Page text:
Eighty-three native English speakers were recruited via Amazon’s Mechanical Turk (MTurk) and completed the experiment for a fee of $1 each. All participants worked from IP addresses in the US. Our target of 80 participants was somewhat arbitrary because we lacked estimates of effect sizes for the personality variables. Our previous research used 30 college students per experiment, but did not measure personality traits [6]. For this study, we opted to more than double the sample size, given the expected greater variability of MTurk participants.

Language Stimuli

The primary task in this experiment involved reading simulated email responses to an ad for a housemate, and evaluating the writer on both social and academic criteria. The email stimuli were manipulated such that the same content was presented in one of three written conditions: without errors, with grammatical errors only, or with typos only. The words that created the grammatical errors were always homophonous with the correct word (e.g., replacing you’re with your).

Both grammos and typos can be considered spelling errors, and in both cases the actual output is orthographically similar to the intended output. However, there are important differences. Grammos violate syntactic constraints, producing a sentence that is ungrammatical in its written form, whereas typos violate lexicality constraints, producing a non-word. Furthermore, the grammos in this study were always pronounceable whereas many of the typos were not.

In designing our stimuli, we tried to create typos and grammos that were similar to errors we have actually encountered. However, it is not possible to equate the frequency of the letter-strings comprising the typos and grammos because of the lexicality difference: words will always be more frequent than non-words. Because the letter strings in the typos were less frequent and more likely to violate pronunciation constraints than the grammos, typos may be more noticeable to readers. In previous research, we tested this hypothesis with an editing task and found that indeed, our typos were more noticeable than our grammos [6].

The twelve paragraphs used for the primary task were taken from prior research [6]. An example is given below. The full set of items is available in the online Supporting Information, S1 Appendix. Each paragraph had three versions, corresponding to the three experimental conditions: fully correct, 2–4 grammos (underlined), or 2–4 typos (in boldface). As described in the Procedure section, each participant read only one version of a given paragraph. The simulated respondent’s name was included in each paragraph; in an effort to avoid gender stereotyping, each name was unisex.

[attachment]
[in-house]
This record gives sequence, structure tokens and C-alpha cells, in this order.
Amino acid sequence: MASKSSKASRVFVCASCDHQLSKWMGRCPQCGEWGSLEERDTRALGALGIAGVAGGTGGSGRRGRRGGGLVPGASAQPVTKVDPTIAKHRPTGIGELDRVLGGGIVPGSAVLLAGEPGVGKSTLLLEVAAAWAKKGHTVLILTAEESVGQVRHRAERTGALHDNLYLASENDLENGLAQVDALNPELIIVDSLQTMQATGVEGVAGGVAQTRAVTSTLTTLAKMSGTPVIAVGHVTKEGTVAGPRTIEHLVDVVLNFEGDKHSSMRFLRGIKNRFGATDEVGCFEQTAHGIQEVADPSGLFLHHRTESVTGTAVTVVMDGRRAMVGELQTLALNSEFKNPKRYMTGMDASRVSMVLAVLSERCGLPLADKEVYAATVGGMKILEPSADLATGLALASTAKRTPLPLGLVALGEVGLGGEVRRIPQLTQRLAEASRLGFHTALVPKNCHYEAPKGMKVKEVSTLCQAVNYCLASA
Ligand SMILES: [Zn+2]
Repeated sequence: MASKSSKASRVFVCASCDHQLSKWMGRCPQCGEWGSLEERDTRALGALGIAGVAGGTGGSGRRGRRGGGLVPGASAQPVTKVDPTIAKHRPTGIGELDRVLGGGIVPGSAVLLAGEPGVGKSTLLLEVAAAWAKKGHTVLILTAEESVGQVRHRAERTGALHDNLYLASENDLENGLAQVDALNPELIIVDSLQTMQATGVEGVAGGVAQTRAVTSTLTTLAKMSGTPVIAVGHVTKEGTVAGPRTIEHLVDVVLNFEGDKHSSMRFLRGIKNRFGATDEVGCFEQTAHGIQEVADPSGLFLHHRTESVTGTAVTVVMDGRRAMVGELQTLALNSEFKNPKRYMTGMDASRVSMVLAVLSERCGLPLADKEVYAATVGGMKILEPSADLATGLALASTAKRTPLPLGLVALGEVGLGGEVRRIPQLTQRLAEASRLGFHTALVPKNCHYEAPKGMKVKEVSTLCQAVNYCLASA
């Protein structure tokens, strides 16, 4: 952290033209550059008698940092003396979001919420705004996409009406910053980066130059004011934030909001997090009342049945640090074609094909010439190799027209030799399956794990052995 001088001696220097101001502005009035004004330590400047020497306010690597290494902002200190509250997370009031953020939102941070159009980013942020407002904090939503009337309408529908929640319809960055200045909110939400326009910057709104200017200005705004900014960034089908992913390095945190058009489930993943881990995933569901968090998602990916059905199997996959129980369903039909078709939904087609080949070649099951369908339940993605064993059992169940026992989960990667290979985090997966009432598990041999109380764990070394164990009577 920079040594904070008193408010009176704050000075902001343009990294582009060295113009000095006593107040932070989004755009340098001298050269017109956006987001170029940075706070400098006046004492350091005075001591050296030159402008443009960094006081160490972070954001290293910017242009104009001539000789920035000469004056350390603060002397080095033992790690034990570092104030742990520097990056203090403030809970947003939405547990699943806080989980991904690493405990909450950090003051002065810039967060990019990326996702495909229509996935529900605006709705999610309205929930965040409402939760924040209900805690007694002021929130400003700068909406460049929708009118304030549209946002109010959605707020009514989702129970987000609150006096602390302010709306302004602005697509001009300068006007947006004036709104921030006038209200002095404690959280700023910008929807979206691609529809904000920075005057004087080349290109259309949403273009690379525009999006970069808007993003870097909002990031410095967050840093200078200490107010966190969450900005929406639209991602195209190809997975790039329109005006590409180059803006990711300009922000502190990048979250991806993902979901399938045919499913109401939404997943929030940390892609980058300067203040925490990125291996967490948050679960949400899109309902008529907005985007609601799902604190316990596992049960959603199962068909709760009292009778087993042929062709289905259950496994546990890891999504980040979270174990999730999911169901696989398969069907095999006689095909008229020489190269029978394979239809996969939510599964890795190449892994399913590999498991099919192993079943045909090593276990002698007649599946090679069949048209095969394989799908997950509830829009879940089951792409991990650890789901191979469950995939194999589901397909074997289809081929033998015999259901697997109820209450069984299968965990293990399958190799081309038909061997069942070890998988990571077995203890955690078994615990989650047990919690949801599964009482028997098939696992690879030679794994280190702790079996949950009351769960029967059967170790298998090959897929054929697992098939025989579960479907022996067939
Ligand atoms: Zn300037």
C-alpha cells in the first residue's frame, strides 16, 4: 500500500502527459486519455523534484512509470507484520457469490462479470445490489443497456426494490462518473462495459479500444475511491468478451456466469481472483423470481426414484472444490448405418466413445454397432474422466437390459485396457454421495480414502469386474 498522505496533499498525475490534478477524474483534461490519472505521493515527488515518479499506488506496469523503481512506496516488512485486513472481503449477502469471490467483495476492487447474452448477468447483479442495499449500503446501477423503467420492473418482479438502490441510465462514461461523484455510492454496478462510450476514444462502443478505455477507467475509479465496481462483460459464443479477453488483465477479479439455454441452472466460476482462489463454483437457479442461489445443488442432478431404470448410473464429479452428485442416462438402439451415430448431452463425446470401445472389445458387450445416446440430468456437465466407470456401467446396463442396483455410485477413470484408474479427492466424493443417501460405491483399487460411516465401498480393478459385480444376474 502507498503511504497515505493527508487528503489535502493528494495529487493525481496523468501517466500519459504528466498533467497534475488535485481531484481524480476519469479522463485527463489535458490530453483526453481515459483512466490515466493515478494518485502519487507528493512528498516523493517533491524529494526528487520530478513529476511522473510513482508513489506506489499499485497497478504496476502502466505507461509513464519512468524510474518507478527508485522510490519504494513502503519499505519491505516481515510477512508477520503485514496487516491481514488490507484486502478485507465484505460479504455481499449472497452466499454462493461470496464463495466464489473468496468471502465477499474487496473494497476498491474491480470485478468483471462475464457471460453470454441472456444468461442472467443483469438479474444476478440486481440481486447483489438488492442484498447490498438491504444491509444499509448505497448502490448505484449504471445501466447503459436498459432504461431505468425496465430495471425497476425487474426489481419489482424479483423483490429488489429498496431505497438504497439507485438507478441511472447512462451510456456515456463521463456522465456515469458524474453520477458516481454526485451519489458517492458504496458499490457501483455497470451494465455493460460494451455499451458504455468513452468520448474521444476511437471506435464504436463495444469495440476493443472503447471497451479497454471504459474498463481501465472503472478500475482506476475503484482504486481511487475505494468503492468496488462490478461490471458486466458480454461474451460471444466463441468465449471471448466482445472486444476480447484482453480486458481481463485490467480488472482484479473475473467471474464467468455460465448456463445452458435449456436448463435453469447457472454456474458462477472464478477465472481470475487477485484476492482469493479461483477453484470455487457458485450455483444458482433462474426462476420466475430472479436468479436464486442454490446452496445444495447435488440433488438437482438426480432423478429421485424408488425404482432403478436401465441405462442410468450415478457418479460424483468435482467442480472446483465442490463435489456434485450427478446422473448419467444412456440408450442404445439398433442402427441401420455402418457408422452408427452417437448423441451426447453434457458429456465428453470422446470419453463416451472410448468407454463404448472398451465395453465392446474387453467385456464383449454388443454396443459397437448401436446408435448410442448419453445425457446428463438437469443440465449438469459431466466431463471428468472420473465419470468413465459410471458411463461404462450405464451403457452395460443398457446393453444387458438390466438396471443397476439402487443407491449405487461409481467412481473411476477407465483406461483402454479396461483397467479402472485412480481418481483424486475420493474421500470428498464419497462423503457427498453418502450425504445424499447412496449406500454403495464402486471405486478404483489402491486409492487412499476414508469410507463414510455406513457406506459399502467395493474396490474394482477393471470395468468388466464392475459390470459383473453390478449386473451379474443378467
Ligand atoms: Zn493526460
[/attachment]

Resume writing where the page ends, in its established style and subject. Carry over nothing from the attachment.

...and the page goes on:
Hey! My name is Pat and I’m interested in sharing a house with other students who are serious abuot (about) there (their) schoolwork but who also know how to relax and have fun. I like to play tennis and love old school rap. If your (you’re) someone who likes that kind of thing too, maybe we would mkae (make) good housemates.


Three questionnaires were used in this study. First, a demographic/behavior questionnaire asked about age, gender, first language, highest education level, number of texts per day (0 to 100), features used on Facebook (chat, private message, wall posts, other) and frequency of usage, time spent pleasure reading, and the importance of good grammar. For education level, participants selected among (1) High School Diploma or below, (2) Some College, (3) Associate’s Degree, (4) Bachelor’s Degree, (5) Master’s or Professional Degree, and (6) Ph.D. The Facebook items were each queried on a seven-point scale, from never to daily.

Second, participants completed a 44-item version if the Big Five Personality index (BFI) [2122]. This index includes scales for extraversion, agreeability, conscientiousness, neuroticism, and openness.

Third, after reading each paragraph (described above, under Language Stimuli), participants completed the same short questionnaire (i.e., the Housemate Scale). A 7-point Likert-type scale was used, with 1 labeled strongly disagree and 7 labeled strongly agree. Intermediate numbers were not labeled. The items in the assessment questionnaire are listed in Table 1. This scale is a slightly modified version of the scale developed by Queen and Boland [6]. For the current study, we used the ten items that provided assessment of the writer, omitting the single item that focused on the writing itself.


Both informed consent and the data collection were handled via Qualtrics. On the first screen, participants read the following text and checked a box (yes or no), giving consent to complete the experiment.